Unfortunately for the French the Russians are not dozing and the resupplied guns begin pouring shot and shell into the advancing columns. The left hand Sardinian regiment is particularly exposed and loses hundreds of casualties to the guns on the main ramparts:
However, the battered Sardinians, the Turks and French manage to reach the walls of the Mamelon and fight the defenders:
This time the attackers are in sufficient numbers to push back the Russians and one of the Russian regiments is pushed aside, the Turks break into the Mamelon; however, the weakened Sardinians collapse and rout to the rear, and the French are also forced back:
The Turkish hold on the Mamelon is short lived as they are driven out once more. This attack is beginning to go like the previous assaults, with each successful attack being pushed out. However, this time the allies rally and once more assault the walls.



Another Russian unit collapses and suddenly the second Sardinian regiment is in the Mamelon:
With a French unit assaulting in support the remaining Russians on the Mamelon feature are also forced out with heavy casualties. The Allies are now in control of the Mamelon:
The last Russian defenders are swept aside as the Allies celebrate on the heights, quickly bringing forward additional troops and engineers.  The Russians do not have sufficient troops to counter attack and the day ends with a brief exchange of artillery fire.

During the night the French fortify the Mamelon to thwart a counter attack expected at dawn:
The Allies celebrate and with a roll of 4 bring up more troops into the French sector, mostly Sardinians.  The toll for the days action is 726 allied casualties and some 2640 Russians, most of which were caused as they collapsed inside the defences.

That night the Russians, who roll a seven, rearm their artillery and bring in three fresh regiments into the area of the Malakoff.








Thursday, 9 August 2018

Day 3 - Siege of Sevastopol - 2nd French Assault

The butchers bill from the previous day's fighting amounted to some 3168 French killed, wounded and missing and 1221 Russians.  The French, although dismayed that they did not capture the Mamelon, were encouraged by the French Grenadier Guards who managed to gain entry to the defences. believing that the Russian defenders must be weakened, a further attack today might carry the Russian position.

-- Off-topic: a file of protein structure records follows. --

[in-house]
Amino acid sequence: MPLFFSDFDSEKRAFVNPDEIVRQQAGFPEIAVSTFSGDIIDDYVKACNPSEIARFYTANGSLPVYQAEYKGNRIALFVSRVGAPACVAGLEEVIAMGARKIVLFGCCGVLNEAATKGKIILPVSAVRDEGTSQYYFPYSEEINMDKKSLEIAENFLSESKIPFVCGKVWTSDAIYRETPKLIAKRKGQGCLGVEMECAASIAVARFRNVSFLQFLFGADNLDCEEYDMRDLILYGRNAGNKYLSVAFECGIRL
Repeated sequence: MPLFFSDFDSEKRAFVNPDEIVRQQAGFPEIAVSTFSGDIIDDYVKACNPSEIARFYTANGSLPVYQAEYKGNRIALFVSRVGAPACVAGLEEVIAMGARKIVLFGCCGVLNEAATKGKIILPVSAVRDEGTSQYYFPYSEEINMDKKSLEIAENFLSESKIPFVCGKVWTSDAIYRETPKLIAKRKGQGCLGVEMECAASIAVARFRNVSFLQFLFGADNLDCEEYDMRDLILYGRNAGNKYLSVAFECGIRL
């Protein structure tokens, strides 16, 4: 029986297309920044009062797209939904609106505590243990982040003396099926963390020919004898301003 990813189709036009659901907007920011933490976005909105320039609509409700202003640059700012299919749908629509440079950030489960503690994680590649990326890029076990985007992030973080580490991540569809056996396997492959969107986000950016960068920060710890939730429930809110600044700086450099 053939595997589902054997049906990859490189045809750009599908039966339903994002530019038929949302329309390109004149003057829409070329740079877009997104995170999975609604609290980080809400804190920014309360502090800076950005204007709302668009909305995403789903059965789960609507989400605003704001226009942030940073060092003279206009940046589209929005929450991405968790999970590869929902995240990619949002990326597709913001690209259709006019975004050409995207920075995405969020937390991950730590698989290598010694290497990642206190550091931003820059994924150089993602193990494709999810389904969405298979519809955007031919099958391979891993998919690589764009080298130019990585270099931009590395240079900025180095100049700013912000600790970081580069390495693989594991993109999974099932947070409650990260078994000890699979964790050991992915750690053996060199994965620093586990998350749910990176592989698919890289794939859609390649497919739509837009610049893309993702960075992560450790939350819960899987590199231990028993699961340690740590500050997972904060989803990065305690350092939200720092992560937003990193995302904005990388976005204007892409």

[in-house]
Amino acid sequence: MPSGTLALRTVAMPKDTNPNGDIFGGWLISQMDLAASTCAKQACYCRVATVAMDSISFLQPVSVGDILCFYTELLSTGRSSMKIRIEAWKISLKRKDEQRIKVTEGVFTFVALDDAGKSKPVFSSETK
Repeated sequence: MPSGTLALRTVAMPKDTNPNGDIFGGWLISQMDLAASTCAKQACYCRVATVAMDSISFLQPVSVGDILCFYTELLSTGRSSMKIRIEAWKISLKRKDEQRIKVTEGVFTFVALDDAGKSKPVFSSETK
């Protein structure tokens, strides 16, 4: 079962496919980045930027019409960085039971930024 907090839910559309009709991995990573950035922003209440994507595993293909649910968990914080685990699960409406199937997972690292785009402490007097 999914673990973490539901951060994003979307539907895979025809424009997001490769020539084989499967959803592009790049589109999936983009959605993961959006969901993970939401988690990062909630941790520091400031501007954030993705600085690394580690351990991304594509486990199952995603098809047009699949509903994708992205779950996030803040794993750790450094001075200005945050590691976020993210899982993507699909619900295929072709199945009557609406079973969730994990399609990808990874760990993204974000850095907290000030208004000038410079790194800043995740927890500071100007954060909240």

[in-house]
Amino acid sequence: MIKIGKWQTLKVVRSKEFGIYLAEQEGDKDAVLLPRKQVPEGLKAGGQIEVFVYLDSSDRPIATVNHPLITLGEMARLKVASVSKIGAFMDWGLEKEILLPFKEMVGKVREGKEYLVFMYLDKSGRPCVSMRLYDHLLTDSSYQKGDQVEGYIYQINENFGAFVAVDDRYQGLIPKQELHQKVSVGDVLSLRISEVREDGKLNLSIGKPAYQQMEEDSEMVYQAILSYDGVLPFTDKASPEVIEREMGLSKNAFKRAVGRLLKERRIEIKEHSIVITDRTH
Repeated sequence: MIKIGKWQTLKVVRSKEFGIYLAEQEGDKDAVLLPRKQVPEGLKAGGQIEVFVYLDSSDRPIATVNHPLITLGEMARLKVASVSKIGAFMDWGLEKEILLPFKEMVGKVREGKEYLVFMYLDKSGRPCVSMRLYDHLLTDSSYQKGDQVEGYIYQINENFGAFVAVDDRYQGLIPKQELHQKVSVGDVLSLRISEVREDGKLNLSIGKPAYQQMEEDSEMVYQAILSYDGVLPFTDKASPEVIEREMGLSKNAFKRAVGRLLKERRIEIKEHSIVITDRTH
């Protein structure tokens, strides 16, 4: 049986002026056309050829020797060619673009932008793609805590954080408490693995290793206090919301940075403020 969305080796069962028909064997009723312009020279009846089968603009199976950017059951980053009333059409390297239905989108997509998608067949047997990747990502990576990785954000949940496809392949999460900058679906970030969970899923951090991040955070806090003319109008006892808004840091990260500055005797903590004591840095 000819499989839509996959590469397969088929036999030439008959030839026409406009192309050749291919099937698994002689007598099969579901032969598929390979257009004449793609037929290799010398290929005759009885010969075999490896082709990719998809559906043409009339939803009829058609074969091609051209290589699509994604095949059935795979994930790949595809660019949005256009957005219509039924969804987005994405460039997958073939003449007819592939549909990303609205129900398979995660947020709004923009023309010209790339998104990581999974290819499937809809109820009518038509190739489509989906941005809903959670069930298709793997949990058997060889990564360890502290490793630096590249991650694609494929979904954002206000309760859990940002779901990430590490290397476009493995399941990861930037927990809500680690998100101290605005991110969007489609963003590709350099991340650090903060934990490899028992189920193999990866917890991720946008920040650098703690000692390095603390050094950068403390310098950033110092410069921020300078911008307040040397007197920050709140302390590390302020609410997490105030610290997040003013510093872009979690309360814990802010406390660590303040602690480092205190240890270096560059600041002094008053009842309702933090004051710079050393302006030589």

During the night more Allied troops move up to the forward trenches, the French forces being augmented by additional battalions and some Turkish troops. At dawn the French prepare to attack once more:
They begin with a barrage from the combined French and Turkish artillery and are encouraged when the Russian battery on the Mamelon is hit, losing many gunners:
With the preliminary bombardment completed the infantry assault begins:
Almost immediately the French guards assaulting the battery are hit by salvo after salvo of cannister fire and are completely destroyed. A second French line regiment is cut down by musketry from the walls and is forced back - the attack falters:
However, one of the Turkish units attacking from the right makes it to the wall and engages the Russian infantry:
Unfortunately the Turks are isolated and are quickly forced back next turn. The Mamelon remains in Russian hands:
The allies reorganise themselves, order up some fresh troops and assault the defences once more:
The same Turkish Regiment reaches the walls and batters its way into the Russian defenders, but the other assaulting troops are forced back. The lone Regiment is now in the Mamelon, but totally unsupported:
The result is inevitable and the Turks are destroyed. Once again the Russians control the Mamelon. But, the brave Turks have bought time for the allies, who are able to bring up more assaulting troops:
On the French left a line regiment storms the Russian heavy battery and sweeps it aside. Once more the tricolour is inside the Mamelon defences:
Having destroyed the battery the French push forward, but are met by two Fresh Russian Regiments who force the French out at the point of the bayonet:
 
The allies make a fatal mistake. Another French line regiment forces its way into the Mamelon, but instead of bringing the supporting Turkish regiment with it, it is decided to assault the right hand defences held by a severely weakened Russian unit, this fails and the Turks are mown down as they approach:
Once again an isolated French regiment is in the Mamelon and the Russians quickly counter attack, once again driving out the French:
The cheering Russians watch as the battered remnants of the allied assault make their way back to the home trenches:
The cost is 2112 allied casualties to 561 Russians.  The allied commanders confer and feel that just one more assault should carry the feature; so during the night the French and Turkish guns are resupplied and two fresh Sardinian regiments take their place in the line. The Russians roll a better resupply score this time around and are able to resupply the guns and bring up a fresh infantry regiment into the Malakoff; however, they no longer have any guns left in the Mamelon.












Monday, 6 August 2018

Day 2 - Siege of Sevastopol - The French Assault


Having conferred during the night Lord Raglan and French commander General Pelissier agreed that the French should have a go at assaulting the Mamelon. Accordingly all supplies and action points would be allocated to this attack.